BAEPs can be recorded in premature infants as early as a gestational age of 26 weeks. In these infants they are evoked only by stimuli presented at high intensity and slow rates. The amplitude of the response, particularly wave V, is smaller than that in full-term neonates. The latencies of all the components of the response decrease with increasing conceptional age. Wave V shows a greater change with age than does wave I, and thus the I–V interpeak latency also decreases with age. From 36 to 40 weeks gestational age the latency of wave I decreases by about 0.1 msec, whereas the latency of wave V decreases by 0.4 msec. The increase in latency and decrease in amplitude of wave V that occur with increasing stimulus rate are more marked in premature infants than in full-term infants. Figure 25-4 shows the BAEPs from a normal premature infant and a term infant.
The BAEPs of a premature infant and a full-term infant who have reached the same conceptional age are similar in morphology and interpeak latencies. However, the absolute latencies of specific peaks in the BAEP of premature infants are longer by about 0.3 msec, and this difference persists over the first 2 years of life. This might be partly related to the greater incidence of otitis media in babies born prematurely. In premature infants who are small for gestational age, wave V is shorter in latency than in normal premature infants, but the latency does not change as much with increasing age.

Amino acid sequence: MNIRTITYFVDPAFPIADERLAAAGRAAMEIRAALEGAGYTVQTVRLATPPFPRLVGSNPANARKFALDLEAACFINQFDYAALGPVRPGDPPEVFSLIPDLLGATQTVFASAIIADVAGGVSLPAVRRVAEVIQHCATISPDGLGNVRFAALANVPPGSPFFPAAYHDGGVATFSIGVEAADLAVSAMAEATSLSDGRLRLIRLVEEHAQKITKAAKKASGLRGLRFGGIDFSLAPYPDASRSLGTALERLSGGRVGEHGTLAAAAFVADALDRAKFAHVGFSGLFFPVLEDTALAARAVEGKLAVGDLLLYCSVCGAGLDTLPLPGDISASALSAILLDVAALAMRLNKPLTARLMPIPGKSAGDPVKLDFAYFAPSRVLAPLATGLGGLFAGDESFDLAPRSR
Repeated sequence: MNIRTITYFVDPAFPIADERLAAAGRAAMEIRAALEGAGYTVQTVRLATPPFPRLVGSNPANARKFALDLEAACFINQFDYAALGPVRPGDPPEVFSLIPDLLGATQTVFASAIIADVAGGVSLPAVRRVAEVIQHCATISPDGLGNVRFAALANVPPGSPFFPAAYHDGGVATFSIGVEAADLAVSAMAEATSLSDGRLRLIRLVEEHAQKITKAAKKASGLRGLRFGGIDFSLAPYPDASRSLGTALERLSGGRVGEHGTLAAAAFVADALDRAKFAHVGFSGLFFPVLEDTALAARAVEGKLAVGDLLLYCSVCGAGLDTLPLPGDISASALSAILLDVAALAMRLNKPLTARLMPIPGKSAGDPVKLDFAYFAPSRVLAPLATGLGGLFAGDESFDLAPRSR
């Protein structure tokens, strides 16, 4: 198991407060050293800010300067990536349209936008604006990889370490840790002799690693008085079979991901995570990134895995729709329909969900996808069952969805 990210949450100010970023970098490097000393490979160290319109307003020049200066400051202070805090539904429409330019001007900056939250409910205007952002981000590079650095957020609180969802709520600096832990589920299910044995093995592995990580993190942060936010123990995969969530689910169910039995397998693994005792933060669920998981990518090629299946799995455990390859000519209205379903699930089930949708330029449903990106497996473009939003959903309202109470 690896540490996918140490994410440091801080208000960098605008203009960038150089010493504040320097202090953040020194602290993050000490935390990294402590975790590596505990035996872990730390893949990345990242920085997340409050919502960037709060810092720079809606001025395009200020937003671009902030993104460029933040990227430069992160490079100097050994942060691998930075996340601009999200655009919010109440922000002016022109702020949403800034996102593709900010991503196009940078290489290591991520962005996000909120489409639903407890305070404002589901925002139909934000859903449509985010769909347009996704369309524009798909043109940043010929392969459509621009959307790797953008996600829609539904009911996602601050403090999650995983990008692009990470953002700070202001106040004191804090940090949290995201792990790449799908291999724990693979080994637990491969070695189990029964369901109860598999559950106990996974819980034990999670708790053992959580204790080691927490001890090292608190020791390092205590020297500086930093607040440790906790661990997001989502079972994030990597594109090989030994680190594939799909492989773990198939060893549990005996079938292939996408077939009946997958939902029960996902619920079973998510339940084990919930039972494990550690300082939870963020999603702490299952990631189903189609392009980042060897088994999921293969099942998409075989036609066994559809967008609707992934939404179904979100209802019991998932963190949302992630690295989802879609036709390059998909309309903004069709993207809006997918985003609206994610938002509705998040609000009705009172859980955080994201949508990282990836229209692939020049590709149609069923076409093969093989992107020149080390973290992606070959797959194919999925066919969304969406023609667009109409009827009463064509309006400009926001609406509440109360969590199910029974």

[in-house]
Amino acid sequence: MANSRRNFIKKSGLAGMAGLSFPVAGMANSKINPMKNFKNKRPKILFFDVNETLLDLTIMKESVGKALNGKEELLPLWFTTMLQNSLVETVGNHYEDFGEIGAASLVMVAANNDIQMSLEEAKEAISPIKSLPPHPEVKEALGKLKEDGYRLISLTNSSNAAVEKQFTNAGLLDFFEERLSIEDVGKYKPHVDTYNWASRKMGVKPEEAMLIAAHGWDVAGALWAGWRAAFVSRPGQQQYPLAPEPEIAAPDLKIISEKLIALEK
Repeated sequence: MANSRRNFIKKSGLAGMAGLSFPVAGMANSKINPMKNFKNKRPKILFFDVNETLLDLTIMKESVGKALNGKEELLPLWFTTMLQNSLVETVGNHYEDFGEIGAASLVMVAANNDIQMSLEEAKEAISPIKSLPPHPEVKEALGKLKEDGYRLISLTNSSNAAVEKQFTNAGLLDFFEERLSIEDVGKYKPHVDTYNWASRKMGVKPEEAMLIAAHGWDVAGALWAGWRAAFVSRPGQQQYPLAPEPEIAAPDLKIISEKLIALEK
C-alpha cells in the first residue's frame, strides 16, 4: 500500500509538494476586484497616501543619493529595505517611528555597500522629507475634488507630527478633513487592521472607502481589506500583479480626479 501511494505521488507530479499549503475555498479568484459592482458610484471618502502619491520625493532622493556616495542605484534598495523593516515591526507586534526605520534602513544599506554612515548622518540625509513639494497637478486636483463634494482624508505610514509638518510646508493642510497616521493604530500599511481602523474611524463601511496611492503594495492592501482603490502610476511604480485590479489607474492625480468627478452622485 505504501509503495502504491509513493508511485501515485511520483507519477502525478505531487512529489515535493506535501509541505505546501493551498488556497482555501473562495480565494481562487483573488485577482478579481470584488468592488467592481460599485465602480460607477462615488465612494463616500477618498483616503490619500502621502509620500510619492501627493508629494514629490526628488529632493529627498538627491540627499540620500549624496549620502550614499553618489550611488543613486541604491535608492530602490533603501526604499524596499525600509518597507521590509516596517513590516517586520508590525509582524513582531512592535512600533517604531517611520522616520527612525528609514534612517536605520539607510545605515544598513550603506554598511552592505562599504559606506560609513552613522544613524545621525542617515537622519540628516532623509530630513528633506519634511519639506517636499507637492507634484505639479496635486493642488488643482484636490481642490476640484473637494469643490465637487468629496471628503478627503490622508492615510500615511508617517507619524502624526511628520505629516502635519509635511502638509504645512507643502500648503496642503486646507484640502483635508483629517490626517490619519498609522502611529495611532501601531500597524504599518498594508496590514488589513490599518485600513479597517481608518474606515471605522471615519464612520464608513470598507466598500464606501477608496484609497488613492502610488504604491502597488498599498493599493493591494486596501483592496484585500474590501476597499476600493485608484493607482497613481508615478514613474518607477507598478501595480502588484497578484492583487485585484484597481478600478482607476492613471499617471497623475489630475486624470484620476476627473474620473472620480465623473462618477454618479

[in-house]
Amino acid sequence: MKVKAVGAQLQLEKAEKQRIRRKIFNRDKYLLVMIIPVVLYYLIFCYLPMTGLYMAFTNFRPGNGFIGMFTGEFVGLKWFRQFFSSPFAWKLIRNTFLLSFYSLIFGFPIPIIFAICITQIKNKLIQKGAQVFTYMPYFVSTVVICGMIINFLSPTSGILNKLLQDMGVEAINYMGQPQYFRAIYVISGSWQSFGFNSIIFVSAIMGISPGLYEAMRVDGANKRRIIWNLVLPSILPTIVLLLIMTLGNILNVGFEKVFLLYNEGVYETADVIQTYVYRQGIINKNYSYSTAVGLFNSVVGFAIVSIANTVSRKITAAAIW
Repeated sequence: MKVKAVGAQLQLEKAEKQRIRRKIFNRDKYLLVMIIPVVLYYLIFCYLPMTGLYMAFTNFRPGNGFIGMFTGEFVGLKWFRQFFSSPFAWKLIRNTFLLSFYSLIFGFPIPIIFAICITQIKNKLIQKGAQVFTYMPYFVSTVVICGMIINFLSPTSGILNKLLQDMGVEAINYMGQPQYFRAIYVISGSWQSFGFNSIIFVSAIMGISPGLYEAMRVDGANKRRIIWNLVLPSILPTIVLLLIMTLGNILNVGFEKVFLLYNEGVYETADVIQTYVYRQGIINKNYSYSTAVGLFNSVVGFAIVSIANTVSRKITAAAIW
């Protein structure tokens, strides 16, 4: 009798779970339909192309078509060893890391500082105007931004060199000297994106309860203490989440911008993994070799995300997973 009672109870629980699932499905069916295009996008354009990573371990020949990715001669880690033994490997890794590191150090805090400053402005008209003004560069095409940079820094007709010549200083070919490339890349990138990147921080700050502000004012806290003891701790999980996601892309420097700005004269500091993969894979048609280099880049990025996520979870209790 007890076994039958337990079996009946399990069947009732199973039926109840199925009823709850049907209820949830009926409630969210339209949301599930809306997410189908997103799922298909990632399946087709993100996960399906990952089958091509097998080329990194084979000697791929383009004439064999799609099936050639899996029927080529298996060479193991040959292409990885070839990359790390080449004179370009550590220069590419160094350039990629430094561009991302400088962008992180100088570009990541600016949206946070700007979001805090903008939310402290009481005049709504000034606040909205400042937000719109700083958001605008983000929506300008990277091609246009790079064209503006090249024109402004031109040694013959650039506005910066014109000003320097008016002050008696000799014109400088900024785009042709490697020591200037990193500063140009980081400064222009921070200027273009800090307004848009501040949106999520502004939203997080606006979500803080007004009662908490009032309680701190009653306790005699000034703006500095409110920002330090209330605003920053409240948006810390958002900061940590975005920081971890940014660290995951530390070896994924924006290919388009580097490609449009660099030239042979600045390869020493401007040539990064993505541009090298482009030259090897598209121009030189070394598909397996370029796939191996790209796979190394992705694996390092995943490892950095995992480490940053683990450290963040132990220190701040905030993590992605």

BAEPs recorded from infants within the first few hours after birth differ significantly from those recorded a day after birth. Wave I is delayed just after birth by about 0.8 msec, probably because of residual fluid in the middle ear. However, there is also a significant difference in the I–V interval of 0.2 msec, which indicates some central changes over the first day of life.
In normal children the BAEP to monaural stimulation matures to the adult pattern by the age of about 3 years. After this age, the child’s BAEP has latencies that are similar to those of the adult, although some subtle differences remain. Table 25-1 presents normative developmental data from the authors’ laboratories in Ottawa and Toronto.
|Latency (msec)||Amplitude (μV)|
|Premature (36-wk gestational age)||2.1 (0.3)||5.0 (0.4)||7.4 (0.4)||5.3 (0.3)||0.4||1.5|
|Full-term neonate||2.0 (0.3)||4.8 (0.3)||7.0 (0.3)||5.0 (0.3)||0.5||1.6|
|6 wk||1.8 (0.2)||4.4 (0.3)||6.6 (0.3)||4.9 (0.3)||0.5||1.6|
|3 mo||1.7 (0.2)||4.3 (0.3)||6.4 (0.3)||4.7 (0.3)||0.6||1.6|
|6 mo||1.7 (0.2)||4.1 (0.3)||6.2 (0.3)||4.6 (0.3)||0.6||1.8|
|12 mo||1.7 (0.2)||4.0 (0.3)||6.0 (0.3)||4.3 (0.2)||0.6||2.0|
|2 yr||1.7 (0.2)||3.8 (0.2)||5.7 (0.2)||4.0 (0.2)||0.6||2.2|
* These values are for BAEPs elicited by 70-dB nHL rarefaction clicks presented at a rate of 11 Hz. Standard deviations are given in parentheses for latencies but not for amplitudes because the latter are not distributed normally.
The different components of the BAEP mature differently. Wave I latency reaches adult values by 2 months. Waves III and V show a rapid decrease in latency over the first several months and then a slower decrease to reach adult normal values at the end of the third year. The amplitude of wave V shows a marked increase after 6 months but does not reach adult values until about 5 years. The developmental changes in the latencies of the BAEP can be interpreted in terms of the differential maturation of axonal conduction time and synaptic transmission, and by the changes in the length of the auditory pathways. ,